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  • Writer's pictureAmuze Web

Lincoln High School Zoom Project

This past April, MAD launched a new training program with the Abraham Lincoln High School Boys Basketball team in San Francisco. Working with Varsity Boys Basketball Head Coach, Carl Jacobs, Assistant Coach, Matt Fegan and members of both the Frosh-Soph and Varsity Boys teams, MAD enlisted the pandemic friendly services of Zoom Technology to address the shelter in place training challenges. As the distance training approach presented an entire new set of challenges for both players and coaches, technology posed the most daunting obstacle. To provide support in navigating the tech needs for this project, MAD managing director, John Murray, was fortunate to enlist the highly skilled computer services of Tayo Sobomehin.

Tayo, also a MAD trainee, is a promising young point guard at Woodside Priory High School as well as the son of East Palo Alto based Street Code Academy founder and former Stanford Men’s basketball player, Olatunde Sobomehin (Tunde). It was at Stanford in the early 2000s where Murray, then Stanford Basketball’s Director of Strength & Conditioning, and Tunde, Team manager and eventual Walk On team member, first connected. Almost 20 years later, MAD was able to delve into its extensive alumni family and recruit the much needed expertise to help kick start this new project with Lincoln basketball. With the tech in tow, everyone has rallied to answer the call. Though very different from the “normal way” of training in person, both the players and Coaches have done an amazing job of working together to maximize the training impact for the team.

Even though the players are all space challenged in their homes, they are consistently valiant in their effort and their laser sharp focus. Whether in the confined spaces of a bedroom, family room, back yard or basement, the Lincoln hoopsters get after it.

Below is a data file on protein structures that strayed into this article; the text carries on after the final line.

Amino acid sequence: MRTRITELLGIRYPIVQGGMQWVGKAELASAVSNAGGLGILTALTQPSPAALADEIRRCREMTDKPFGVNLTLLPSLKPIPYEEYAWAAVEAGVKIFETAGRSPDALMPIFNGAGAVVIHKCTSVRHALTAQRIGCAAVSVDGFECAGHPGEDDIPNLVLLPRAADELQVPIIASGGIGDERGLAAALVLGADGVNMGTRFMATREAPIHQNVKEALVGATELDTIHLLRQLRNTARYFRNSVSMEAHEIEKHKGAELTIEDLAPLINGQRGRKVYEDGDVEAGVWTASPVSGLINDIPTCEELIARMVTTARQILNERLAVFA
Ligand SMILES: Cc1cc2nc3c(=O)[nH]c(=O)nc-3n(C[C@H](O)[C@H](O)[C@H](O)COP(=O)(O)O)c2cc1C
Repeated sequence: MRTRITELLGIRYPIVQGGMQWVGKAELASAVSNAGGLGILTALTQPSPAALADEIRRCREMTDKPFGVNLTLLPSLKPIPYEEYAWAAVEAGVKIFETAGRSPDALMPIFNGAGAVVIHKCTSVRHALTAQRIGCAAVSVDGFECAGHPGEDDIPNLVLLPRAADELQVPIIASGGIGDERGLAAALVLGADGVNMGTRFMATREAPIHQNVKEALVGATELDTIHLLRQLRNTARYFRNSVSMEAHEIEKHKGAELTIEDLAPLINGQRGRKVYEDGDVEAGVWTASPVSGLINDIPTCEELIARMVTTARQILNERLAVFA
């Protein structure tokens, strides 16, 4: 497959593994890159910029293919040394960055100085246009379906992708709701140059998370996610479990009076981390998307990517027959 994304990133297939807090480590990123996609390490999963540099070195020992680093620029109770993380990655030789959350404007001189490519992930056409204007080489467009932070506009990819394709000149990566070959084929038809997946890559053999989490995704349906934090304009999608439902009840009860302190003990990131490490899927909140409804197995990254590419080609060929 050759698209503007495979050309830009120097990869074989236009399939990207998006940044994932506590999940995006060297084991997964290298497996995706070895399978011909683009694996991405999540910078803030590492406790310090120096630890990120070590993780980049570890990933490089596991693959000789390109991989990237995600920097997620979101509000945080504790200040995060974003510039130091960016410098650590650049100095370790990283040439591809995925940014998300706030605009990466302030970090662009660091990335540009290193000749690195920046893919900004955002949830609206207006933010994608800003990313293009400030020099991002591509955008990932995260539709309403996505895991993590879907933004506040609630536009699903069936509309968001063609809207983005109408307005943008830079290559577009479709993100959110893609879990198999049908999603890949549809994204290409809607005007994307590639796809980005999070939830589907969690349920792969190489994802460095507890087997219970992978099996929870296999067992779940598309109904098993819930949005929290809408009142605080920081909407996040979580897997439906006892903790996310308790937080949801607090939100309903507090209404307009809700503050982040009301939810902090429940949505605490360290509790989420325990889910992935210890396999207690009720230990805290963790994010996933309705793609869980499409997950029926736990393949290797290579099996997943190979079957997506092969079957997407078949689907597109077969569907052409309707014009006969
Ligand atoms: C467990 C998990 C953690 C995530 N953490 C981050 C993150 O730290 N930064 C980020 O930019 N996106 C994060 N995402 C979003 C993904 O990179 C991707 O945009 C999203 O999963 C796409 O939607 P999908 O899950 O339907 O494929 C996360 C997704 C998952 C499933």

Each training session begins with them completing their MAD Daily Health Survey, requiring them to answer basic questions assessing their sleep, nutrition, hydration, tech usage and outdoor exposure for that day.

Next, players are taken through High Performance Psychology exercises to focus their breathing, their minds and their bodies for that day's training session.

Then, for the next 80 minutes, Coaches Bringas and Munoz guide the players through a regimented program covering trunk and core stability & mobility movements, sprint mechanics and balance, agility & strength training exercises.

In addition to the athletic development work, MAD Director of Player Development, Ali Thomas provides customized video instruction of specific drills aimed at honing the players fundamental basketball skills.

Each training session therefore aims to address players' minds, their bodies and their skills. Though everyone misses working together in person, the workouts have proved to be very effective in combating the challenges of the Corona pandemic.

To ensure that each day ends with a unifying moment, at the completion of every workout, one player and one coach read a quote that they find inspiring. Of the many famous quotes that have been submitted, probably the simplest one best fits this group:

“You don’t have to be great to start but you have to start to be great.”

Overall, it's been an amazing experience for both coaches and players.

As Coach Jacobs noted, “the players have been great! They are fully committed to working to better themselves and the team. I couldn’t be more proud of them.”

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